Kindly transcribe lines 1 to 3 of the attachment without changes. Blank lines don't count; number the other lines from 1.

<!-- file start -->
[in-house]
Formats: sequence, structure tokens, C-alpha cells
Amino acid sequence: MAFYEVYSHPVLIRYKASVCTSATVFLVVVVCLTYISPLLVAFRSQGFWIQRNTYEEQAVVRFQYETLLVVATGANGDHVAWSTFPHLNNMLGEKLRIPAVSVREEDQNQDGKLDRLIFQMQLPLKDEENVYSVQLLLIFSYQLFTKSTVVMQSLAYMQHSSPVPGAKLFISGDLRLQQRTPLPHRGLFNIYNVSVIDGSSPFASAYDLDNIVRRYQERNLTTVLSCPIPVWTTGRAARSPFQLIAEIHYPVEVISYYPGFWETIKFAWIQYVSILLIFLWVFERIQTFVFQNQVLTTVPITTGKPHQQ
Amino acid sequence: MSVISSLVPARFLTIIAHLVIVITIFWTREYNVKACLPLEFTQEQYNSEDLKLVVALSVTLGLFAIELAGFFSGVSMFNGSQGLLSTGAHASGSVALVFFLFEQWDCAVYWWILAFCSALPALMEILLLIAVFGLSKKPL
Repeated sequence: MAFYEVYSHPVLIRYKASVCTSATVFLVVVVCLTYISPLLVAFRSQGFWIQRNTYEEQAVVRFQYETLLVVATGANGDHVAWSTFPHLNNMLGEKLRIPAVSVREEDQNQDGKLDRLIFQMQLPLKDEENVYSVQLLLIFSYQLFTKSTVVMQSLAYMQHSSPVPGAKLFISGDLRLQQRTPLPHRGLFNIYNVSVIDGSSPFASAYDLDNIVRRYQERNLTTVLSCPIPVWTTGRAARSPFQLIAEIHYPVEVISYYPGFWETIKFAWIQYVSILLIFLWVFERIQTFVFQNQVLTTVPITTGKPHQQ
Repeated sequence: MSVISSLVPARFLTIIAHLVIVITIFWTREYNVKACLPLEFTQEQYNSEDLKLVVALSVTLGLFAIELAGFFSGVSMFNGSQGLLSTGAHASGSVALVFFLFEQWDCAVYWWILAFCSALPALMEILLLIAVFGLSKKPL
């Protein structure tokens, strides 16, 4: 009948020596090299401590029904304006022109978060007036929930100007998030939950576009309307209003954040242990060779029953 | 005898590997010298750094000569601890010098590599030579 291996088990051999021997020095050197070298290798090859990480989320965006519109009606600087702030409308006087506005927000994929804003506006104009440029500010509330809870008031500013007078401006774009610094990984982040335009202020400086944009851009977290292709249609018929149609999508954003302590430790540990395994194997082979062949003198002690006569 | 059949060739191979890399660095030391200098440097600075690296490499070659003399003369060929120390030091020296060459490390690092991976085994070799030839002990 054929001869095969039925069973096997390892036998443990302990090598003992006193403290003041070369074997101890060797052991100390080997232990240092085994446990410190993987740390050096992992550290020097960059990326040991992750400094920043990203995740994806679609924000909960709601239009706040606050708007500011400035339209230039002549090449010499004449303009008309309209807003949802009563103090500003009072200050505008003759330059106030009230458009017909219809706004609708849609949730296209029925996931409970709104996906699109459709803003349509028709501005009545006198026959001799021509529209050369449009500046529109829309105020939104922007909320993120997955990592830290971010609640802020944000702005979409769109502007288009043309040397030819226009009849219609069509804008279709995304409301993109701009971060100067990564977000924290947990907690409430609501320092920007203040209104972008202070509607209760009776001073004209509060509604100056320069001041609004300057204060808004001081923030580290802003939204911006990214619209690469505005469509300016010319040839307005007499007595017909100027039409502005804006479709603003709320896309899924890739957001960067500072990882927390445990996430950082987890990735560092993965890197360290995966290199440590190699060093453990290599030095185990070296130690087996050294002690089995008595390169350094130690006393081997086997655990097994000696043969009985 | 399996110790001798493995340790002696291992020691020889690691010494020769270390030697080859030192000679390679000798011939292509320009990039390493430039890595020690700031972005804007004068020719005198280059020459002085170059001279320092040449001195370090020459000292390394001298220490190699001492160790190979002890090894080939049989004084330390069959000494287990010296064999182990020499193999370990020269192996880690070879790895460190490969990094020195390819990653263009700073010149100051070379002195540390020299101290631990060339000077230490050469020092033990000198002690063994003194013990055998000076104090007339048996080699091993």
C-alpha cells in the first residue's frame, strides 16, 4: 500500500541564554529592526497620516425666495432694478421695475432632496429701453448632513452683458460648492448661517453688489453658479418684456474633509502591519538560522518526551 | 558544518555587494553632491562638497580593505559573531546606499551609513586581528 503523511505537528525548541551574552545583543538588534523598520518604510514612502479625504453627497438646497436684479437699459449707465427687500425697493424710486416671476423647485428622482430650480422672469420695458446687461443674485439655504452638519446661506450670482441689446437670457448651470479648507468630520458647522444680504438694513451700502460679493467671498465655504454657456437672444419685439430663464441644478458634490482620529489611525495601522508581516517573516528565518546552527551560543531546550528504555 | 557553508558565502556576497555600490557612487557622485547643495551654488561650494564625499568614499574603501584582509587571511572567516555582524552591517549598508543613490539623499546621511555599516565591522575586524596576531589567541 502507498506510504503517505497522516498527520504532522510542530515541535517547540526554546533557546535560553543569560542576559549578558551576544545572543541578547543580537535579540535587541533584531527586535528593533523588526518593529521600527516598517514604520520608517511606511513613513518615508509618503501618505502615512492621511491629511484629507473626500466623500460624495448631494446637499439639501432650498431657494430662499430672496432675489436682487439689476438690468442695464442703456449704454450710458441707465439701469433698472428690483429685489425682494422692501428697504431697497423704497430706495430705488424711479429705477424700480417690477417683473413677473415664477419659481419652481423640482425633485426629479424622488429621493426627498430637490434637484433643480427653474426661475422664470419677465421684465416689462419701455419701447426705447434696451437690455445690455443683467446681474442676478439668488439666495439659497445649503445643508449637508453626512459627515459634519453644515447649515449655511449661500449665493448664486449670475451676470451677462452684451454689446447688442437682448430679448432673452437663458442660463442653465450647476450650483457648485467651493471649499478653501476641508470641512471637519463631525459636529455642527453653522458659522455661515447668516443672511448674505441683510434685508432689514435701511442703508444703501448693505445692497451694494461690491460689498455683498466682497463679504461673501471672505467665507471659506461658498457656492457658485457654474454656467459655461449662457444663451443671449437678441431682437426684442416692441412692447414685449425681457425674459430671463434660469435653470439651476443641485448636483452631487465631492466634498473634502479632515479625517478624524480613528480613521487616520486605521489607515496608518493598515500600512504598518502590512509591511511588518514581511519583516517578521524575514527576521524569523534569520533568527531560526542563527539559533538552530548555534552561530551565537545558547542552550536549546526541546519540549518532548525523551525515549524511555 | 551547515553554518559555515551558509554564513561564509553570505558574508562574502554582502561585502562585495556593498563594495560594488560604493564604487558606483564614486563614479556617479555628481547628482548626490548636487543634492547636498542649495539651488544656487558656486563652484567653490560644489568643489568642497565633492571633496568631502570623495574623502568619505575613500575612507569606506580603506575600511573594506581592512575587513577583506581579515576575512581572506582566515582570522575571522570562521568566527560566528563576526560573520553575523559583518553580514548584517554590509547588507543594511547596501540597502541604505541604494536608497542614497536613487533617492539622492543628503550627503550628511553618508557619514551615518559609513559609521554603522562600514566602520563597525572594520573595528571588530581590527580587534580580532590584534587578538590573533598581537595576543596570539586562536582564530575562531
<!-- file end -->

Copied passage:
[in-house]
Formats: sequence, structure tokens, C-alpha cells
Amino acid sequence: MAFYEVYSHPVLIRYKASVCTSATVFLVVVVCLTYISPLLVAFRSQGFWIQRNTYEEQAVVRFQYETLLVVATGANGDHVAWSTFPHLNNMLGEKLRIPAVSVREEDQNQDGKLDRLIFQMQLPLKDEENVYSVQLLLIFSYQLFTKSTVVMQSLAYMQHSSPVPGAKLFISGDLRLQQRTPLPHRGLFNIYNVSVIDGSSPFASAYDLDNIVRRYQERNLTTVLSCPIPVWTTGRAARSPFQLIAEIHYPVEVISYYPGFWETIKFAWIQYVSILLIFLWVFERIQTFVFQNQVLTTVPITTGKPHQQ